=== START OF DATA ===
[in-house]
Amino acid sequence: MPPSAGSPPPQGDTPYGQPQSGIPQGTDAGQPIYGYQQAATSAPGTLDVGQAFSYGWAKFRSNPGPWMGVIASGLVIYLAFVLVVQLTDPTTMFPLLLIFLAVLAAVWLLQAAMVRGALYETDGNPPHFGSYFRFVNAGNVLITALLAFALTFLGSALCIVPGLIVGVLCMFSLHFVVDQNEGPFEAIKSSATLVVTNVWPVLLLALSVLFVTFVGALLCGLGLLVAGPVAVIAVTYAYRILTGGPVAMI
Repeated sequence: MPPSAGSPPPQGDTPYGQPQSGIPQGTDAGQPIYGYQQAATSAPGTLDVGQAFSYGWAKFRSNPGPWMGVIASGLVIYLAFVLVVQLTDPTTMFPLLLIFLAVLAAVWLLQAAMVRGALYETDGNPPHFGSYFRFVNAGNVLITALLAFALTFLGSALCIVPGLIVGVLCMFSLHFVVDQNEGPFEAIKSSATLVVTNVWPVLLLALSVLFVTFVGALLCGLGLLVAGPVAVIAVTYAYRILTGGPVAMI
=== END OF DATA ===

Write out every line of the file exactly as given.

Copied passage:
[in-house]
Amino acid sequence: MPPSAGSPPPQGDTPYGQPQSGIPQGTDAGQPIYGYQQAATSAPGTLDVGQAFSYGWAKFRSNPGPWMGVIASGLVIYLAFVLVVQLTDPTTMFPLLLIFLAVLAAVWLLQAAMVRGALYETDGNPPHFGSYFRFVNAGNVLITALLAFALTFLGSALCIVPGLIVGVLCMFSLHFVVDQNEGPFEAIKSSATLVVTNVWPVLLLALSVLFVTFVGALLCGLGLLVAGPVAVIAVTYAYRILTGGPVAMI
Repeated sequence: MPPSAGSPPPQGDTPYGQPQSGIPQGTDAGQPIYGYQQAATSAPGTLDVGQAFSYGWAKFRSNPGPWMGVIASGLVIYLAFVLVVQLTDPTTMFPLLLIFLAVLAAVWLLQAAMVRGALYETDGNPPHFGSYFRFVNAGNVLITALLAFALTFLGSALCIVPGLIVGVLCMFSLHFVVDQNEGPFEAIKSSATLVVTNVWPVLLLALSVLFVTFVGALLCGLGLLVAGPVAVIAVTYAYRILTGGPVAMI